The sh2 kernels increase the average sugar content of the "cut", while the normal sweet corn kernels maintain the average WSP at a high level. When the consumer samples a spoonful of F2 kernels, he tastes only the effects provided by these averages. He does not sense that some kernels are relatively lower in WSP and relatively higher in sucrose of that other kernels are relatively lower in sucrose and relatively higher in WSP. Actual experience in canning processes indicates that the "cut" can be successfully processed. In a few instances, discoloration of the su1 su1 su1 sh2 sh2 sh2 kernels was noted, but this color change, if it occurs, does not appear to adversely affect other desired properties.
The combined effect of 25% high-sugar F2 kernels with 75% high-WSP F2 kernels can thus be very favorable for processing of the "cut". The average content of sucrose, total sugar (sucrose + fructose + glucose), and WSP (water soluble polysaccharide), in the F2 "cut", on a dry weight basis is as follows:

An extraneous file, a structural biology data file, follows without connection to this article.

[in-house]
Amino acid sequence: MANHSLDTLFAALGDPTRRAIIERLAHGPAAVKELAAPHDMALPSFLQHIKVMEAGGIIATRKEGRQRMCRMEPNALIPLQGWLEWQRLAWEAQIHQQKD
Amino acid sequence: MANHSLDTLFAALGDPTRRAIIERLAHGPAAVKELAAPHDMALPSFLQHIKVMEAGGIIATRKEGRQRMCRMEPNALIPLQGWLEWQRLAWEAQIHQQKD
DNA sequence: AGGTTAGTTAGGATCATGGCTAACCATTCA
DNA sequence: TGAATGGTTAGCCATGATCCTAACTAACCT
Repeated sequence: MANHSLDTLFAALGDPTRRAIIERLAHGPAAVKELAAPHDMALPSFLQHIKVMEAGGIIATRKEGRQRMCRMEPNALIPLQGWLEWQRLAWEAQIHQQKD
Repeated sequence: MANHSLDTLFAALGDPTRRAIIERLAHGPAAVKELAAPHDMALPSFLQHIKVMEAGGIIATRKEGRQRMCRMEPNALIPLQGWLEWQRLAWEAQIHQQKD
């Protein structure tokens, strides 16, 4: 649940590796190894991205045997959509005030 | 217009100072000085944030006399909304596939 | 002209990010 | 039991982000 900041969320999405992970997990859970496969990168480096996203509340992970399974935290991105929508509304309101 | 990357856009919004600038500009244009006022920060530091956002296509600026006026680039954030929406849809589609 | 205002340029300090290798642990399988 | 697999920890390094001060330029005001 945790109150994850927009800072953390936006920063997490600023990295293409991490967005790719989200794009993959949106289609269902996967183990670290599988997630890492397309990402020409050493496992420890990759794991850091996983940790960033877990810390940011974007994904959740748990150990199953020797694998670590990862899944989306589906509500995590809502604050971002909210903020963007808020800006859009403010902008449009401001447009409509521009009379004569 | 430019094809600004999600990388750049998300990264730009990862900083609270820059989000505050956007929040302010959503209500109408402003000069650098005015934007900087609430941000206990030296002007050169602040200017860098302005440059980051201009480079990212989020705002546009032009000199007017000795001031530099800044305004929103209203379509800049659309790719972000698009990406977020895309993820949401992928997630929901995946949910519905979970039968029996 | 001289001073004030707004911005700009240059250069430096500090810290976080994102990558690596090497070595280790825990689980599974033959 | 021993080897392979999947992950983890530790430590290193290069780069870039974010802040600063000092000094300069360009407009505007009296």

Wt. %, Compared to Normal Sweet Corn (S/C), i.e. S/C = 100Sucrose:; >150Total Sugar: >130WSP: >75 Wt. %, Compared to Sweet Corn (S/C) Super-sweet hybrids, i.e. S/C super- sweet = 100Sucrose: >45Total Sugar: >50WSP: >400 Wt. %, Compared to Super-sweet Corn with Normal (field) Corn Background i.e. Normal sweet corn = 100Sucrose: >70Total Sugar: >70WSP: >4000
Published data are available for the carbohydrate content of F2 kernels obtained from normal (field) corn, sweet corn, super-sweet corn with a normal (field) corn background, and super-sweet corn with a sweet corn background, as well as the individual F2 genotypes su1 su1 su1 Sh2 Sh2 Sh2, su1 su1 su1 Sh2 Sh2 sh2 , su1 su1 su1 Sh2 sh2 sh2, and su1 su1 su1 sh2 sh2 sh2 (hereinafter referred to as the "four genotypes").
The following table summarizes averages of this published data.
______________________________________DRY WEIGHT OF VARIOUS CARBOHYDRATES21 DAYS AFTER POLLINATION (70-76% moisture) Dry Weight, % TotalGenotype Sucrose Sugar WSP Starch______________________________________Normal su1 su1 Sh2 Sh2 7.3 10.5 0.55 47.0Sweet Corn su1 su1 Sh2 Sh2 12.5 18.1 36.6 18.3Normal Super-sweet Su1 Su1 sh2 sh2 26.0 32.7 0.67 17.3Sweet Corn Super-sweet su1 su1 sh2 sh2 39.8 44.3 7.1 2.8Average of "Four genotypes", in 1:1:1:1 ratio 19.3 24.7 29.2 14.4______________________________________